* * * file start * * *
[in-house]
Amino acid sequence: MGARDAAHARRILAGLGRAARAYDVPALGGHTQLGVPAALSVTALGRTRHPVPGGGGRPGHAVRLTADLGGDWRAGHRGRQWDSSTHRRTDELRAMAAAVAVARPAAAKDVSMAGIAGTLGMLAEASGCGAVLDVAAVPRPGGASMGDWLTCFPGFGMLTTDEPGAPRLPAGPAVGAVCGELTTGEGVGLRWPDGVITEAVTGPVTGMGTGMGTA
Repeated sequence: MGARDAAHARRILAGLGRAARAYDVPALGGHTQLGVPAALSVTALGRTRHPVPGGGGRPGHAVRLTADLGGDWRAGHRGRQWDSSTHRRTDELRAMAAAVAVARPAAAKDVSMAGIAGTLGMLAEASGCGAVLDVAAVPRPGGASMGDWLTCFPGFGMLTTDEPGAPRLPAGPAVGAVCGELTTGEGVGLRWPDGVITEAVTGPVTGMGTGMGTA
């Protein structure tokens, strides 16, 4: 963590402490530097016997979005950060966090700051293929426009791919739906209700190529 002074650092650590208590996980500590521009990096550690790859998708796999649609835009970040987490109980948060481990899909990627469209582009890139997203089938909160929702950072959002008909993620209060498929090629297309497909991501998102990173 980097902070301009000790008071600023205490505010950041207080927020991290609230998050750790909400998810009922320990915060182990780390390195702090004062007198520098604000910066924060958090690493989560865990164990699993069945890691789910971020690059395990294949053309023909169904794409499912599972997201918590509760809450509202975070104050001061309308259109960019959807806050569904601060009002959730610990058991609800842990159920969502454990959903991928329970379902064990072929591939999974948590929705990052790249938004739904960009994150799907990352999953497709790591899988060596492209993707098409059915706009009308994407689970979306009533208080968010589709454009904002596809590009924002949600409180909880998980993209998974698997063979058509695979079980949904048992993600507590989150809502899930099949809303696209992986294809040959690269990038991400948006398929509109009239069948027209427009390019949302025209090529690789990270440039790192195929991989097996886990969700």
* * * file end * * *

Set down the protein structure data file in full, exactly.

[in-house]
Amino acid sequence: MGARDAAHARRILAGLGRAARAYDVPALGGHTQLGVPAALSVTALGRTRHPVPGGGGRPGHAVRLTADLGGDWRAGHRGRQWDSSTHRRTDELRAMAAAVAVARPAAAKDVSMAGIAGTLGMLAEASGCGAVLDVAAVPRPGGASMGDWLTCFPGFGMLTTDEPGAPRLPAGPAVGAVCGELTTGEGVGLRWPDGVITEAVTGPVTGMGTGMGTA
Repeated sequence: MGARDAAHARRILAGLGRAARAYDVPALGGHTQLGVPAALSVTALGRTRHPVPGGGGRPGHAVRLTADLGGDWRAGHRGRQWDSSTHRRTDELRAMAAAVAVARPAAAKDVSMAGIAGTLGMLAEASGCGAVLDVAAVPRPGGASMGDWLTCFPGFGMLTTDEPGAPRLPAGPAVGAVCGELTTGEGVGLRWPDGVITEAVTGPVTGMGTGMGTA
């Protein structure tokens, strides 16, 4: 963590402490530097016997979005950060966090700051293929426009791919739906209700190529 002074650092650590208590996980500590521009990096550690790859998708796999649609835009970040987490109980948060481990899909990627469209582009890139997203089938909160929702950072959002008909993620209060498929090629297309497909991501998102990173 980097902070301009000790008071600023205490505010950041207080927020991290609230998050750790909400998810009922320990915060182990780390390195702090004062007198520098604000910066924060958090690493989560865990164990699993069945890691789910971020690059395990294949053309023909169904794409499912599972997201918590509760809450509202975070104050001061309308259109960019959807806050569904601060009002959730610990058991609800842990159920969502454990959903991928329970379902064990072929591939999974948590929705990052790249938004739904960009994150799907990352999953497709790591899988060596492209993707098409059915706009009308994407689970979306009533208080968010589709454009904002596809590009924002949600409180909880998980993209998974698997063979058509695979079980949904048992993600507590989150809502899930099949809303696209992986294809040959690269990038991400948006398929509109009239069948027209427009390019949302025209090529690789990270440039790192195929991989097996886990969700």